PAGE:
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Aircraft stall led to horrific crash that killed three

A light aircraft spluttered and stalled seconds before it nosedived to the ground, killing three people in Kilkeel, Co Down, an inquest has heard.

The plane slowed so much while approaching an airstrip in limited visibility that it fell from the air and burst into flames in a field, an expert investigator said.

Pilot Hugh McKnight (54), a former policeman, and passengers Stephen Annett and Andrew Burden, both 24, died instantly in June last year on their way back from the Isle of Man TT motorcycle races.

Their charred bodies were unrecognisable and had to be identified by their dental records.

Geraint Herbert, a senior inspector at the Air Accident Investigation Branch of the Department for Transport, said: “The reduction in power would have led to reduction in airflow over the wings. This, combined with reduced air speed, caused the aircraft to stall.”

Mr McKnight had switched to the Kilkeel airfield en route from the Isle of Man because of poor conditions at another airstrip. But by the time he reached Kilkeel low hanging cloud and drizzle had rolled in off the Irish Sea.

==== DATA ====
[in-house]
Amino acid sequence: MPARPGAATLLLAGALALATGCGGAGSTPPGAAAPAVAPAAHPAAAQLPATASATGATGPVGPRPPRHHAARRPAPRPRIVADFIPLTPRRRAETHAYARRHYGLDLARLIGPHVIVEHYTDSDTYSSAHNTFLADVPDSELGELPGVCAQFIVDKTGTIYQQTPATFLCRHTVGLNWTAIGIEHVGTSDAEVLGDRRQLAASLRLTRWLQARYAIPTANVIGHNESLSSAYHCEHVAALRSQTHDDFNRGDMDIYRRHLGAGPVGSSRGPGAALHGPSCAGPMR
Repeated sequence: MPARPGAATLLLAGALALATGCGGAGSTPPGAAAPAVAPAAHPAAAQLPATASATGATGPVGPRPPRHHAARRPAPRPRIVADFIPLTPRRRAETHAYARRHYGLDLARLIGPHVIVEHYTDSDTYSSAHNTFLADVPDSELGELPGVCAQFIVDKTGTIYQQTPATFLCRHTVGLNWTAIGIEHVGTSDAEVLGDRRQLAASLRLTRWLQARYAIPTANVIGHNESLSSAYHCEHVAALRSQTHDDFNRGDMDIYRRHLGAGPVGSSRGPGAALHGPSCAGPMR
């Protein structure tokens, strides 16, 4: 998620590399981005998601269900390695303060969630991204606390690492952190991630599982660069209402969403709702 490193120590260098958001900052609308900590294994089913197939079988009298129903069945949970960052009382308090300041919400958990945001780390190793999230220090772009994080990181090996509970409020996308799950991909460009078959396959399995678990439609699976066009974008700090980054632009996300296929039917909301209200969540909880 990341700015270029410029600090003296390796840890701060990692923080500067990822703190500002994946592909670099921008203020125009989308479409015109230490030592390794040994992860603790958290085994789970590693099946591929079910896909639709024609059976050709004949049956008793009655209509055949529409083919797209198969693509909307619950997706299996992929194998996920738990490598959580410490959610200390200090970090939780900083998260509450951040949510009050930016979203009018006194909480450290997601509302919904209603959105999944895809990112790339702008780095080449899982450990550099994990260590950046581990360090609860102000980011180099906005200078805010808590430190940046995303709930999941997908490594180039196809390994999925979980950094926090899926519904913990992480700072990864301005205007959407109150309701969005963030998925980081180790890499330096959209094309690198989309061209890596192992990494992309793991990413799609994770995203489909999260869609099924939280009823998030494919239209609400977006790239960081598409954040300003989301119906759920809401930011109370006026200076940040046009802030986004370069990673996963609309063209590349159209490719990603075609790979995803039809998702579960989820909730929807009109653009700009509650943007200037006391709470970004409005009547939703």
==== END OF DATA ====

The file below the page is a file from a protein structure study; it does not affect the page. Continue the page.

Mr Herbert told the Newry inquest that as he tried to land at the airfield the pilot was flying in higher than normal and reduced power.

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“It is possible that the pilot did this to lower the aircraft's approach path,” he added.

The engine was still running and the inspector said Mr McKnight would have given it full power to try to take it back up.

The inquest heard from the airstrip owner, Gary Nicholson, that Mr McKnight had owned his aircraft for over five years.

Witness Peter Trainor was in his kitchen 100 yards from the accident near Belmont Road. “I heard an engine splutter,” he confirmed. “I saw the plane dive towards the ground at approximately 45 degrees. It impacted the ground with a loud bang and burst into flames, the flames went up a good height.”

Mr McKnight, from Kilkeel Road, Annalong, had flown his two passengers to the Isle of Man early that morning on June 13.

He returned that evening with another man, Gareth McKnight, and the flight was uneventful.

He had then returned for stoneyard worker Mr Annett, from Ballyveaghbeg Road, Kilkeel, and steel fabricator Mr Burden, from Back Road, Annalong.

Another air accident investigator from the Department for Transport, Peter Coombs, said the plane was mostly made of wood and had been destroyed by the fire. The engine was the only readily identifiable part to survive.

Coroner John Leckey expressed his sympathies to family members of the victims, who packed the courtroom.

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